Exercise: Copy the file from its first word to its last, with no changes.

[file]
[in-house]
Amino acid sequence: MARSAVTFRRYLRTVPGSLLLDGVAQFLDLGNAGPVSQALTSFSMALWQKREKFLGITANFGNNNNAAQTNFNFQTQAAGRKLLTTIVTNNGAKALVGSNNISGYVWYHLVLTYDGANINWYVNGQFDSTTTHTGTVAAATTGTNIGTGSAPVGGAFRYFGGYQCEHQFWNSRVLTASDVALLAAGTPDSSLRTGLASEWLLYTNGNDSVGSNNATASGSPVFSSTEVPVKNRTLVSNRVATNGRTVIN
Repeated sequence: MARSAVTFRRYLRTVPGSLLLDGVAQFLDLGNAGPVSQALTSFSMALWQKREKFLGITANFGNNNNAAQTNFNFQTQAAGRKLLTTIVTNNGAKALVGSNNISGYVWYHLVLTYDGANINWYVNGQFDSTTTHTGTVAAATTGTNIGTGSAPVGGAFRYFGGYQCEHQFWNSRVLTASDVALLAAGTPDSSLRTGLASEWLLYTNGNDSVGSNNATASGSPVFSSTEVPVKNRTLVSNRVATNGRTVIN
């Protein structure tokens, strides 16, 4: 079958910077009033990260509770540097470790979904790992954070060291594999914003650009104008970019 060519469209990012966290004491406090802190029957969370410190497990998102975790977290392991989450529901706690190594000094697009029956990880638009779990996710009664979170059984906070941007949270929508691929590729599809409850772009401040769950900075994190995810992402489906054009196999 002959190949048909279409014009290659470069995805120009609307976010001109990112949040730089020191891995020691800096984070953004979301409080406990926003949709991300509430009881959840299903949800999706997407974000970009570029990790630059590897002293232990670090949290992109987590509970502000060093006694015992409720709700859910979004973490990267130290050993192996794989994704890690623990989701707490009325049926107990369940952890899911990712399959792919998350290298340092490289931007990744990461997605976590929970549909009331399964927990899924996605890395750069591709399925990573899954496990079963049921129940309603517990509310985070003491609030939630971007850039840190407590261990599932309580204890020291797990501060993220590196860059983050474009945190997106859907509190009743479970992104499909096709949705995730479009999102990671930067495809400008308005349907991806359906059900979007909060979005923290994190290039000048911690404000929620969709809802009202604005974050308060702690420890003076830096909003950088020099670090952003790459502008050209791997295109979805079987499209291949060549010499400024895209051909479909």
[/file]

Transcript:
[in-house]
Amino acid sequence: MARSAVTFRRYLRTVPGSLLLDGVAQFLDLGNAGPVSQALTSFSMALWQKREKFLGITANFGNNNNAAQTNFNFQTQAAGRKLLTTIVTNNGAKALVGSNNISGYVWYHLVLTYDGANINWYVNGQFDSTTTHTGTVAAATTGTNIGTGSAPVGGAFRYFGGYQCEHQFWNSRVLTASDVALLAAGTPDSSLRTGLASEWLLYTNGNDSVGSNNATASGSPVFSSTEVPVKNRTLVSNRVATNGRTVIN
Repeated sequence: MARSAVTFRRYLRTVPGSLLLDGVAQFLDLGNAGPVSQALTSFSMALWQKREKFLGITANFGNNNNAAQTNFNFQTQAAGRKLLTTIVTNNGAKALVGSNNISGYVWYHLVLTYDGANINWYVNGQFDSTTTHTGTVAAATTGTNIGTGSAPVGGAFRYFGGYQCEHQFWNSRVLTASDVALLAAGTPDSSLRTGLASEWLLYTNGNDSVGSNNATASGSPVFSSTEVPVKNRTLVSNRVATNGRTVIN
């Protein structure tokens, strides 16, 4: 079958910077009033990260509770540097470790979904790992954070060291594999914003650009104008970019 060519469209990012966290004491406090802190029957969370410190497990998102975790977290392991989450529901706690190594000094697009029956990880638009779990996710009664979170059984906070941007949270929508691929590729599809409850772009401040769950900075994190995810992402489906054009196999 002959190949048909279409014009290659470069995805120009609307976010001109990112949040730089020191891995020691800096984070953004979301409080406990926003949709991300509430009881959840299903949800999706997407974000970009570029990790630059590897002293232990670090949290992109987590509970502000060093006694015992409720709700859910979004973490990267130290050993192996794989994704890690623990989701707490009325049926107990369940952890899911990712399959792919998350290298340092490289931007990744990461997605976590929970549909009331399964927990899924996605890395750069591709399925990573899954496990079963049921129940309603517990509310985070003491609030939630971007850039840190407590261990599932309580204890020291797990501060993220590196860059983050474009945190997106859907509190009743479970992104499909096709949705995730479009999102990671930067495809400008308005349907991806359906059900979007909060979005923290994190290039000048911690404000929620969709809802009202604005974050308060702690420890003076830096909003950088020099670090952003790459502008050209791997295109979805079987499209291949060549010499400024895209051909479909």